In the face of the forthcoming EU partial sow stall ban, which goes into effect on Jan. 1, 2013, Britain’s major food organizations have told the UK government that they will not sell pork and pork products from noncompliant pig farms.

The National Pig Association has said it supports the news, which follows months of campaigning by the British pig industry to prevent pork from noncompliant farms appearing on British supermarket shelves, on restaurant menus and in brand-name products. “It is great news that every organization has confirmed its members will use only meat from legal pig farms,” said National Pig Association Chairman Richard Longthorp at an industry stakeholder meeting with food minister Jim Paice. Among the organizations represented at the meeting were the British Retail Consortium, the Food and Drink Federation, the Provision Trade Federation, the British Hospitality Association, the Danish Agriculture and Food Council and the British Meat Processors Association.

The British Retail Consortium said that it was keen to avoid the sharp price rises that followed the introduction of Europe’s battery cage ban for the poultry industry in January and the National Pig Association said British producers will be ready to prevent unnecessary price rises for consumers by providing any additional pork required — but they will need advance commitment from retailers.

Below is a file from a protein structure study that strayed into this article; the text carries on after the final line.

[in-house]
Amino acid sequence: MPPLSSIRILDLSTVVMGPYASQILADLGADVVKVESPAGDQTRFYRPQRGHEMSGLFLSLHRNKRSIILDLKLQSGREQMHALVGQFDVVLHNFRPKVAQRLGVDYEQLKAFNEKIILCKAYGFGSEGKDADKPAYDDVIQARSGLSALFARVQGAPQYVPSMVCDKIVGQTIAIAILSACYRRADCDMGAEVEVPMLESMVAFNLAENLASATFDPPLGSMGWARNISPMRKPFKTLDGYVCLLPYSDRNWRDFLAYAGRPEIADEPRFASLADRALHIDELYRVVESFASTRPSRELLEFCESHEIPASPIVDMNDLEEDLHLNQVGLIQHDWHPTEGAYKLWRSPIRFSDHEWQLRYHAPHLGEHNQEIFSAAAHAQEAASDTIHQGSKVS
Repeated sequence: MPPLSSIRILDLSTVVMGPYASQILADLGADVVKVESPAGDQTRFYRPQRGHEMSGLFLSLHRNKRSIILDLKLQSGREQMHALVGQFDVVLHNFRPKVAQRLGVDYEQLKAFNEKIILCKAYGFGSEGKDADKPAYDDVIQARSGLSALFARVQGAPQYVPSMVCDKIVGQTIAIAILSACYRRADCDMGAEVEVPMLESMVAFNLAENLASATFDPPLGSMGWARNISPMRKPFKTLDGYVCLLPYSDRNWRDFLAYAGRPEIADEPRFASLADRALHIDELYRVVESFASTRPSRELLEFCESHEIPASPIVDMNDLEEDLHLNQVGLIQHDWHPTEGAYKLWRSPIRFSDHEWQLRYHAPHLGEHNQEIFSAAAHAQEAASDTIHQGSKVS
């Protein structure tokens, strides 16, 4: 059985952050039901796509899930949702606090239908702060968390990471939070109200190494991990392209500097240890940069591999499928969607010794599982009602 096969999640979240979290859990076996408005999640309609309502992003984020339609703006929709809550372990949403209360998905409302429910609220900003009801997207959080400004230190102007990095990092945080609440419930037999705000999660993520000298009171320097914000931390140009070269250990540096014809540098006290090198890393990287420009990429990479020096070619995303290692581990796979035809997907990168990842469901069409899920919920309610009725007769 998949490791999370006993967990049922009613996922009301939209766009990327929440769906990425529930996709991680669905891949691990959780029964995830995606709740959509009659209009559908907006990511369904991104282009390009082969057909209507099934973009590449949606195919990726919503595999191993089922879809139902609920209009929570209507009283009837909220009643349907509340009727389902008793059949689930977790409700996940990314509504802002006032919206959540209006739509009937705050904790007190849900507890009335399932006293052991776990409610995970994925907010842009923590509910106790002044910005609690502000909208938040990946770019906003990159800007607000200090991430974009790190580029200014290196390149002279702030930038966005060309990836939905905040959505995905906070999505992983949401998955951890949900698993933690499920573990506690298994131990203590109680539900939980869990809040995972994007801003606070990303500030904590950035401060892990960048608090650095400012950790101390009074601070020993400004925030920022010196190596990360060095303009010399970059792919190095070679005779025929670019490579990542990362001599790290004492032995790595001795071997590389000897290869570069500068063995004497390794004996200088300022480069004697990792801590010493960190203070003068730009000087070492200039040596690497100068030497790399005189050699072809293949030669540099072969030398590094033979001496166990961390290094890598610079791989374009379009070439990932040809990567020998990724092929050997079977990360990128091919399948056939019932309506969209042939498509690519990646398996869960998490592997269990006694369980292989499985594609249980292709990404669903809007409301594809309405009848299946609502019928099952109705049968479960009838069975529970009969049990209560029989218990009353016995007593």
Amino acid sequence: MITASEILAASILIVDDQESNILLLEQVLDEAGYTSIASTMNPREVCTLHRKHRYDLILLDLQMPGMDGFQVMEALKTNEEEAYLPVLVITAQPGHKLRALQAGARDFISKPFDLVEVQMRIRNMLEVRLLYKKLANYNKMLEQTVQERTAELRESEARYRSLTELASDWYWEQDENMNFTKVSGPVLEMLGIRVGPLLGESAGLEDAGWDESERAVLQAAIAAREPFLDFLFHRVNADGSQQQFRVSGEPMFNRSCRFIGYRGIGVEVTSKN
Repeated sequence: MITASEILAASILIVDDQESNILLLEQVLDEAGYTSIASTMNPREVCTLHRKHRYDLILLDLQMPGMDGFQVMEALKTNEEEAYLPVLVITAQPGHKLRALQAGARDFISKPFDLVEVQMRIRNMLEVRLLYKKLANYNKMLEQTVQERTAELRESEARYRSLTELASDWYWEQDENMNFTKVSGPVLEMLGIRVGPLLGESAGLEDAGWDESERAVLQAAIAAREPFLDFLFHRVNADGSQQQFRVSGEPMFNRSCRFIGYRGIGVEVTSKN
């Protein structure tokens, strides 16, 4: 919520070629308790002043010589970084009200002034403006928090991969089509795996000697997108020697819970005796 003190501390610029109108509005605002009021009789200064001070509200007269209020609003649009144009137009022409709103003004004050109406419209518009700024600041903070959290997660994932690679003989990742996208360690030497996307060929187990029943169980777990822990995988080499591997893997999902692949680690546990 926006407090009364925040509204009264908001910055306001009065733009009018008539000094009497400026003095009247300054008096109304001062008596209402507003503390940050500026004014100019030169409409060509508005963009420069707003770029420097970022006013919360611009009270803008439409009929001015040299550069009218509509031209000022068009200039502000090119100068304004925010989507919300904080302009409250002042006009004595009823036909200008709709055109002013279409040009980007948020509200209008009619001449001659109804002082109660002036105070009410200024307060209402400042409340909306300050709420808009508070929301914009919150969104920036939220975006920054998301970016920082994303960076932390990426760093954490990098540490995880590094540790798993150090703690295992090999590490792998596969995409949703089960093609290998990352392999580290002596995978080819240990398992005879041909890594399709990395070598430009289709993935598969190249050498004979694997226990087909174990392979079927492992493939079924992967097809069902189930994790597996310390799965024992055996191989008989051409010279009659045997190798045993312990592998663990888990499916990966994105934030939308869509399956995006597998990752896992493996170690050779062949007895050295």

Meanwhile, it is understood that the European Commission fears as many as a third of Continental pig producers will be unable to meet the January 2013 deadline to get sows out of stalls, except for the first four weeks of pregnancy. In Britain, where pig producers conform to higher welfare standards, stalls have been wholly banned for 13 years.

Stewart Houston, chairman of the British Pig Executive, said the industry will now discuss the various pledges that have been made in more detail, to ensure they will be honored.